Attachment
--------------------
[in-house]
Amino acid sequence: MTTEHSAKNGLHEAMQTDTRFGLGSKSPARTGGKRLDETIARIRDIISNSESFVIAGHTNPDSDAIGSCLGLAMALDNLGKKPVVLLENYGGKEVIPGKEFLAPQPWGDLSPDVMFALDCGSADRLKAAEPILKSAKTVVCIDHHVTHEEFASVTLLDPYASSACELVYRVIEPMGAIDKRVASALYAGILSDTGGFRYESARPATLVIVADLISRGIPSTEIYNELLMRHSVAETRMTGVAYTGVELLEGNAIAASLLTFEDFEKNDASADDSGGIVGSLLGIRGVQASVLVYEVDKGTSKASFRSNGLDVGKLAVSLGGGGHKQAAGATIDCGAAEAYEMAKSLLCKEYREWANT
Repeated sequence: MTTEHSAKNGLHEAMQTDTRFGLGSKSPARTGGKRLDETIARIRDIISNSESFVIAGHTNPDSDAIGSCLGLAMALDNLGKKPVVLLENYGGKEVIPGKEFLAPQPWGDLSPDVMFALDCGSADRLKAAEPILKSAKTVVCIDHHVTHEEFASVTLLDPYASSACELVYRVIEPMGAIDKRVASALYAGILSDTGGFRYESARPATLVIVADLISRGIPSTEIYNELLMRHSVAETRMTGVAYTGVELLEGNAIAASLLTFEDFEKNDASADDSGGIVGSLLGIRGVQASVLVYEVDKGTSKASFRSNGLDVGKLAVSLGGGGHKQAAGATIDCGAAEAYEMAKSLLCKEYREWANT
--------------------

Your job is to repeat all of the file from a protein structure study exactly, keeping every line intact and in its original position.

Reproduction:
[in-house]
Amino acid sequence: MTTEHSAKNGLHEAMQTDTRFGLGSKSPARTGGKRLDETIARIRDIISNSESFVIAGHTNPDSDAIGSCLGLAMALDNLGKKPVVLLENYGGKEVIPGKEFLAPQPWGDLSPDVMFALDCGSADRLKAAEPILKSAKTVVCIDHHVTHEEFASVTLLDPYASSACELVYRVIEPMGAIDKRVASALYAGILSDTGGFRYESARPATLVIVADLISRGIPSTEIYNELLMRHSVAETRMTGVAYTGVELLEGNAIAASLLTFEDFEKNDASADDSGGIVGSLLGIRGVQASVLVYEVDKGTSKASFRSNGLDVGKLAVSLGGGGHKQAAGATIDCGAAEAYEMAKSLLCKEYREWANT
Repeated sequence: MTTEHSAKNGLHEAMQTDTRFGLGSKSPARTGGKRLDETIARIRDIISNSESFVIAGHTNPDSDAIGSCLGLAMALDNLGKKPVVLLENYGGKEVIPGKEFLAPQPWGDLSPDVMFALDCGSADRLKAAEPILKSAKTVVCIDHHVTHEEFASVTLLDPYASSACELVYRVIEPMGAIDKRVASALYAGILSDTGGFRYESARPATLVIVADLISRGIPSTEIYNELLMRHSVAETRMTGVAYTGVELLEGNAIAASLLTFEDFEKNDASADDSGGIVGSLLGIRGVQASVLVYEVDKGTSKASFRSNGLDVGKLAVSLGGGGHKQAAGATIDCGAAEAYEMAKSLLCKEYREWANT